An extra YELLOW PROJECT (some say that yellow makes one hungry . . . apparently it made us creative!) was making naturally dyed yellow play-dough.

PLAY-DOUGH RECIPEDSC_0600

1 cup white flour

1/2 cup salt

2 teaspoons cream of tartar*

3/4 teaspoon turmeric**

1 cup water

1 tablespoon oil

Measure first 4 ingredients into medium, thick bottomed pan.  Mix briefly to combine.  Combine water and oil and pour into dry ingredients.  Cook on medium heat, stirring with a whisk to get out all the lumps.  It will thicken as it cooks; you may need to switch to stirring with a wooden spoon.  It is finished cooking when it all stirs together into a lump.  Remove pan from heat and dump play-dough out onto a sheet of wax paper, parchment paper or foil.  Carefully knead the play-dough (it will be very hot–I like to use something under it that is large enough to fold over the top and make it slightly easier to touch) to remove any remaining lumps.  Divide among the kids when cool enough for them to handle.  Recipe will double easily.  Store in an air-tight container or zippered bag.

*Don’t be tempted to skip this unless you want moldy play-dough!  It has a preserving effect and will allow you to store the play-dough for months.

**Turmeric is a ground spice that naturally gives the play-dough a dark yellow color.  I don’t think the turmeric stained anyone’s hands or clothing, but it will leave a yellow stain on your counter if you spill it there.  A couple days’ worth of washing the counters will remove it.  Another natural alternative is to soak a few saffron threads in the water before adding the oil; remove them before adding the oil and mixing with the dry ingredients.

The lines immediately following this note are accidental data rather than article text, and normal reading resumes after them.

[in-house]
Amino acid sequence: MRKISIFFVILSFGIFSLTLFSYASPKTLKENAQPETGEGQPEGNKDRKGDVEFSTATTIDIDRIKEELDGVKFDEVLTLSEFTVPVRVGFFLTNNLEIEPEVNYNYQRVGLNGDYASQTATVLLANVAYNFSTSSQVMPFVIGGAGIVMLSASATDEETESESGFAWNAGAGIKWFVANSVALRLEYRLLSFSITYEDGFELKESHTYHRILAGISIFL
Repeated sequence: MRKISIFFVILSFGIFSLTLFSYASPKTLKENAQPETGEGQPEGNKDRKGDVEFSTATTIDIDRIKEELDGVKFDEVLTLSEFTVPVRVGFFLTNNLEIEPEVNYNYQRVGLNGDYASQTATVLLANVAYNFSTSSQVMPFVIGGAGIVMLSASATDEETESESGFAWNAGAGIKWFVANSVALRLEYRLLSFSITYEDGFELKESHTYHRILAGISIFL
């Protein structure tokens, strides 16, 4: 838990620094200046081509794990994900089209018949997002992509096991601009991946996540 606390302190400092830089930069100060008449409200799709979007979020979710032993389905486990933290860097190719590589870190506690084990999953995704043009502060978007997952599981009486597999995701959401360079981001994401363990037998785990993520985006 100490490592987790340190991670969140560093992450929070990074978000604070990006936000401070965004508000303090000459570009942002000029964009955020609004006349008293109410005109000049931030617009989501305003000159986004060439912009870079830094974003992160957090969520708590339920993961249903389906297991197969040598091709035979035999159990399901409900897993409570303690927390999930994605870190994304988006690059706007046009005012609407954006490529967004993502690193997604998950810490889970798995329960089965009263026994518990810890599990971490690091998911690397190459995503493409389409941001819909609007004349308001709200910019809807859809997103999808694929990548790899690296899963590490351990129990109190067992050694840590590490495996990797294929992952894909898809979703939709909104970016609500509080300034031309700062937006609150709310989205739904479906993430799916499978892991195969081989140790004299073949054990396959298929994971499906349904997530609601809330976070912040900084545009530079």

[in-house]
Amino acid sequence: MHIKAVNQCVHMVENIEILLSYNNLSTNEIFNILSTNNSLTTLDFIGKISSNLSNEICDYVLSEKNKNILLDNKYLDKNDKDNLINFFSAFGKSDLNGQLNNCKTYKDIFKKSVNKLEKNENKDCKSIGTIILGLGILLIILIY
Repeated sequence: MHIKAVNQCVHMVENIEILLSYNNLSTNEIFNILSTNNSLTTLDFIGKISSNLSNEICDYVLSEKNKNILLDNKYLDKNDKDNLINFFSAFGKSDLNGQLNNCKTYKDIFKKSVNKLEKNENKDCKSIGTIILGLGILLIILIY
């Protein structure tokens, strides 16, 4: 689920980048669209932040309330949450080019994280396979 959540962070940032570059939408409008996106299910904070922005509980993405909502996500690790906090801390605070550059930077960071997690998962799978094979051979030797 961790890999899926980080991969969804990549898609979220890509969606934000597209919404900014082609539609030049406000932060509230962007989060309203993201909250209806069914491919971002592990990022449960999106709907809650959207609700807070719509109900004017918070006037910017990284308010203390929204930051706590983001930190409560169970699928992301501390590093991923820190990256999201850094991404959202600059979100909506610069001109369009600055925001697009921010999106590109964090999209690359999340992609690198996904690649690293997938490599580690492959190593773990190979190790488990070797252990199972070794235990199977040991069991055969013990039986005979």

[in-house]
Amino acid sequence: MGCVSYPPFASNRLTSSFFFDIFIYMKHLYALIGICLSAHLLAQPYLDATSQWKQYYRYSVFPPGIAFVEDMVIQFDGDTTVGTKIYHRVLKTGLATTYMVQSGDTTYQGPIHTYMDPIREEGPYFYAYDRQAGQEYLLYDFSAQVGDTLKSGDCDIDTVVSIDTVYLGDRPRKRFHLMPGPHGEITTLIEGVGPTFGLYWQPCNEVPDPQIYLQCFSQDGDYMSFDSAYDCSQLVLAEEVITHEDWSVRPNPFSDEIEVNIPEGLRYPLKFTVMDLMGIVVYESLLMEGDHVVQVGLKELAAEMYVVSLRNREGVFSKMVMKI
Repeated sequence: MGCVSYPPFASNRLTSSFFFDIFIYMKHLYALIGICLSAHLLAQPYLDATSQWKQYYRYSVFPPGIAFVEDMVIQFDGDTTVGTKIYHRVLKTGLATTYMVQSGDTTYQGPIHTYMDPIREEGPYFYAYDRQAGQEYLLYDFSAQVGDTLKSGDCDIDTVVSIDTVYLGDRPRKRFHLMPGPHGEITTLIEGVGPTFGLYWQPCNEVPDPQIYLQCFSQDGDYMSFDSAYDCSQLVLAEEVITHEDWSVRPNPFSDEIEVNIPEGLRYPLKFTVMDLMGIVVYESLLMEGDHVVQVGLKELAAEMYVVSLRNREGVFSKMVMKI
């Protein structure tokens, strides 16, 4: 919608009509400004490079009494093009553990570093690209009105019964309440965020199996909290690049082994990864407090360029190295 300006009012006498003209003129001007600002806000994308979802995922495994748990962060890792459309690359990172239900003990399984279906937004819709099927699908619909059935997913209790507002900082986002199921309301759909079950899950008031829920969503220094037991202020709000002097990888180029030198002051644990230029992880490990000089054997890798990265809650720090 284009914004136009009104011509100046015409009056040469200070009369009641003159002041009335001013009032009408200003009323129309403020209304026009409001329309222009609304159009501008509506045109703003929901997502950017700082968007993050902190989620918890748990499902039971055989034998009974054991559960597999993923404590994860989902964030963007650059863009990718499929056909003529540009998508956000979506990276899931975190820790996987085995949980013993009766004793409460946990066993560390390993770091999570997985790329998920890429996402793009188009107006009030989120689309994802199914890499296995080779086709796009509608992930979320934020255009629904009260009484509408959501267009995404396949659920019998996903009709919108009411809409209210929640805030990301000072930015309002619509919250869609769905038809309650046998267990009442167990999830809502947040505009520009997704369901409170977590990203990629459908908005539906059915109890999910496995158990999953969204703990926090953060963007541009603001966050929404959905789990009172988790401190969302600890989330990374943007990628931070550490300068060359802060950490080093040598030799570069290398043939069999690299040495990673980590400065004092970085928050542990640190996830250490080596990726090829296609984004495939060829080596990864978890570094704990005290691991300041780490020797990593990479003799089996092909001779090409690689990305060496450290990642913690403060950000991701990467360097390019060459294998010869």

If you want to color your play-dough with ordinary food coloring, add it to the water and oil mixture rather than the dry ingredients.


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Family Book Picks – April

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I thought it would be fun at the end of each month to make a quick list of current favorite books.  Some are treasures unearthed form our own shelves; others are new library finds

Chasitie (age 3) – Lucky Ducklings by Eva Moore. Charming illustrations in a fun, true story about the near demise of a family of ducklings.

Naomi (age 3) – Who Put the Cookies in the Cookie Jar by George Shannon.  Simple text and colorful illustrations show how much work really goes into eating a cookie.

Andrew (almost 6) – Winnie-the-Pooh by A. A. Milne.  Even the big boys haven’t been able to stay away when I’ve read these stories of imagination and adventure out loud.

Jonathan (age 9) – Salamandastron by Brian Jacques.  This is the 5th book in the Redwall series–full of beautiful scenery, colorful characters and valor.  Considering there are more than 20 in the series, I’m thankful our local library is well stocked!

Samuel (age 9) – North Or Be Eaten by Andrew Peterson.  This is the 2nd book in the Wingfeather series–intriguing, adventurous and suspenseful; full of honor and integrity.

Abi (Mom) – Tuttle’s Red Barn by Richard Michelson.  Wonderful narrative of the Tuttle family and how they’ve kept their farm in Dover, New Hampshire working through 12 generations.  As a farm girl born in Dover, I was delighted to find  this book.  It’s not just New Hampshire history; it’s American history.  Mary Azarian’s woodcut illustrations complement the story beautifully.

Harrison (Dad) – Since Samuel already picked North Or Be Eaten . . . How To Argue Like Jesus by Joe Carter and John Coleman.  The authors do a good job of explaining  different types of argument and illustrating how Jesus employs these methods to convey truth to His audience.